Burt Reynolds said of working with his co-star Dyan Cannon in his autobiography "My Life" (1994): "As Dyan and I walked down Broadway one afternoon a guy stopped us and asked for a picture. A camera dangled around his neck. 'Well, okay,' I said. Grinning broadly, he put his arm around Dyan and handed me the camera."
The cat in this film was called "Morris" and was well-known from the famous "9-Lives" cat food television commercials. The feline was also even billed in the movie's credits. Moreover, Morris had just recently won a PATSY Award for (as the acronym goes) Performing Animal Television Star of the Year (special award, commercials) for the previous 1972 year. Morris the Cat also appeared in another film noir detective film around the same time as Shamus (1973), that being in the same 1973 year's adaptation of Raymond Chandler's The Long Goodbye (1973) directed by Robert Altman.
There is a shot in the movie where Burt Reynolds grabs a tree branch during a chase scene, it breaks and he falls to the ground. That was not planned. The branch broke accidentally during filming and the footage looked so good, they kept it in the film.
Second film from an Ed McBain (Evan Hunter) novel in two years for actor Burt Reynolds who had starred in Fuzz (1972) the previous 1972 year. That movie was also based on an Ed McBain novel but in that instance Evan Hunter) penned the script for the picture as well but not for Shamus (1973).
Publicity for this picture declared that star Burt Reynolds performed all of his own stunts on the movie. However, one of Reynolds' stunts was apparently performed by actor-stuntman Charlie Picerni, who portrayed Thug #2 as billed in the closing credits, according to a review published in the 29th January 1973 edition of the 'Box' publication.
The military sequences were filmed at the headquarters of the New York Army National Guard (NYARNG) 42nd Infantry "Rainbow" Division 1st Squadron 101st Cavalry which was located at 321 Manor Road, Staten Island, New York.
Much of the filming was done on location in Brooklyn in New York City where the actual movie's story-line was set. The 31st December 1972 edition of show-business trade paper 'Variety' reported "filming was done on actual locations".
The movie is loosely based on the "87th Precinct" novels by author Ed McBain. Although the "87th Precinct" series of novels by novelist Evan Hunter (writing as "Ed McBain") have sold millions of copies since the first one appeared in the late 1950s, and still sell well today, this is one of only a relative handful of theatrical films (not counting a few made-for-TV movies and a TV series in the 1960s) to have been made from them.
A sequel to this movie, A Matter of Wife... and Death (1975), was made for television around three years later, and first broadcast in 1976. The follow-up does not feature Burt Reynolds as Shamus McCoy where the role was played by Rod Taylor instead. It was once reported in the media that Reynolds intended to appear in the sequel to this movie, but this did not happen. Producer Robert Weitman produced both movies with actors Larry Block and Joe Santos appearing in both films.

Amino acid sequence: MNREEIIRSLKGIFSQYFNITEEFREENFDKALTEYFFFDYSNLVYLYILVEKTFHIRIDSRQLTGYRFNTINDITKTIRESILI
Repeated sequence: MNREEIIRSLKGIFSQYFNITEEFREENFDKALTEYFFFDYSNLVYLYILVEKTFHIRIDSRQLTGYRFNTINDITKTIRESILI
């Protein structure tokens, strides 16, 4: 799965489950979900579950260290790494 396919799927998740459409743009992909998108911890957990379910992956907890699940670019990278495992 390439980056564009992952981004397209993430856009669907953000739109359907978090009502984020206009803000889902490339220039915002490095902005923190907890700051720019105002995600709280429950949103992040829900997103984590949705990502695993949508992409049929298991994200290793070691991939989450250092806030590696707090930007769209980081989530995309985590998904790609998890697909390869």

The phonetic pronunciation of the film's Shamus (1973) title was explained in the July 1973 edition of Movie News (Australia) magazine. It read: "Pronounced to rhyme with 'famous', it's a corruption of the Irish name 'Seamus' (James) tagged on to the New York Police force in the early 1900's when it was mainly composed of first and second generation Irish immigrants. Or pronounced to rhyme with 'Thomas', it comes from the Yiddish word for the sexton of a synagogue, frequently stereotyped as the guardian or officious 'policeman' whose job it is to keep order in the temple".
Before she said yes to doing the movie and playing Alexis, actress Dyan Cannon flew to Chicago to see her potential leading man Burt Reynolds performing in a play and to meet him. The very next day when she flew back to Hollywood she signed onto the picture.
The picture is a homage to Raymond Chandler's novel "The Big Sleep" which had been filmed about twenty-seven years earlier in 1946 (see: The Big Sleep (1946)). Shamus (1973) was actually made and released about just five years before The Big Sleep (1978) remake debuted in 1978.
The casting of Burt Reynolds in the lead title role was determined by director Buzz Kulik and producer Robert Weitman based on Reymolds' earlier films that pre-dated his then recent big box-office success from Deliverance (1972) and had been sought for this movie prior to the release of that hit movie.
According to the 7th April 1972 edition of show-business trade paper 'Daily Variety', the name of this movie's screenwriter was "Sam Pessin", but the film's official credits state the film's screen-writer as being Barry Beckerman.
Producer Robert Weitman, who was billed on the picture as "Robert M. Weitman", according to the 7th June 1972 edition of show-business trade paper 'Daily Variety', said that the movie's production period of principal photography lasted about six and a half weeks, and featured at least eighteen separate shooting locations in New York City.
The movie has a few notable references to Howard Hawks's filmed adaptation of Raymond Chandler's The Big Sleep (1946). The Shamus McCoy (Burt Reynolds) character is a tribute to Philip Marlowe (Humphrey Bogart) in this earlier film; McCoy's meeting in a cold study with E.J. Hume resembles Marlowe's meeting with General Sternwood in a hot greenhouse; and McCoy enters a bookstore in order to keep an eye on someone in a business across the street, seduces the shop-girl, who pulls the closed shade, and after an unseen tryst, offers the gazette, which is nearly identical to scene with Bogart and Dorothy Malone.